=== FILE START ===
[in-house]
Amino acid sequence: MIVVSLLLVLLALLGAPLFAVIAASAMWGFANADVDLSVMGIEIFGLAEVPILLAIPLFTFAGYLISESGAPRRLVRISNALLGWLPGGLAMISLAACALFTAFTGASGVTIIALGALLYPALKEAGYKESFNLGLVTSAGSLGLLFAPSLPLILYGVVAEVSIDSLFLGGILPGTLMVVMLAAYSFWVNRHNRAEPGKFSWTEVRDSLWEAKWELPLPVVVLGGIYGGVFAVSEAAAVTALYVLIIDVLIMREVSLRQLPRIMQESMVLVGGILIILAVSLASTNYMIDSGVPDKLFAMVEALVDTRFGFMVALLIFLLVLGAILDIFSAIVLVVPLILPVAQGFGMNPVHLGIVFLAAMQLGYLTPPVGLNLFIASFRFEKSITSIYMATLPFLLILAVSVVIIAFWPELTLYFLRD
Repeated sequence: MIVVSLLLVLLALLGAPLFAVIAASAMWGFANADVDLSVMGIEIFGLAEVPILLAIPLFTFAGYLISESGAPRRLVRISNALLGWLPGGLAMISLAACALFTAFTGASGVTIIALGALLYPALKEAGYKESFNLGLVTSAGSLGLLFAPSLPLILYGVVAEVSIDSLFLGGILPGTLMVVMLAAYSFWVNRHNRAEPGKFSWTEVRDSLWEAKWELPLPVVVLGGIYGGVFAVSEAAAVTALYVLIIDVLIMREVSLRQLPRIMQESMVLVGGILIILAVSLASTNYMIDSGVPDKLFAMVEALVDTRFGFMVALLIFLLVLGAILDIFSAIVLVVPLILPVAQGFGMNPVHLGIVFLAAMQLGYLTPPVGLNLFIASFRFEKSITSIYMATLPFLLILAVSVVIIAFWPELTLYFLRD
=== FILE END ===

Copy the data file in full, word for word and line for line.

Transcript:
[in-house]
Amino acid sequence: MIVVSLLLVLLALLGAPLFAVIAASAMWGFANADVDLSVMGIEIFGLAEVPILLAIPLFTFAGYLISESGAPRRLVRISNALLGWLPGGLAMISLAACALFTAFTGASGVTIIALGALLYPALKEAGYKESFNLGLVTSAGSLGLLFAPSLPLILYGVVAEVSIDSLFLGGILPGTLMVVMLAAYSFWVNRHNRAEPGKFSWTEVRDSLWEAKWELPLPVVVLGGIYGGVFAVSEAAAVTALYVLIIDVLIMREVSLRQLPRIMQESMVLVGGILIILAVSLASTNYMIDSGVPDKLFAMVEALVDTRFGFMVALLIFLLVLGAILDIFSAIVLVVPLILPVAQGFGMNPVHLGIVFLAAMQLGYLTPPVGLNLFIASFRFEKSITSIYMATLPFLLILAVSVVIIAFWPELTLYFLRD
Repeated sequence: MIVVSLLLVLLALLGAPLFAVIAASAMWGFANADVDLSVMGIEIFGLAEVPILLAIPLFTFAGYLISESGAPRRLVRISNALLGWLPGGLAMISLAACALFTAFTGASGVTIIALGALLYPALKEAGYKESFNLGLVTSAGSLGLLFAPSLPLILYGVVAEVSIDSLFLGGILPGTLMVVMLAAYSFWVNRHNRAEPGKFSWTEVRDSLWEAKWELPLPVVVLGGIYGGVFAVSEAAAVTALYVLIIDVLIMREVSLRQLPRIMQESMVLVGGILIILAVSLASTNYMIDSGVPDKLFAMVEALVDTRFGFMVALLIFLLVLGAILDIFSAIVLVVPLILPVAQGFGMNPVHLGIVFLAAMQLGYLTPPVGLNLFIASFRFEKSITSIYMATLPFLLILAVSVVIIAFWPELTLYFLRD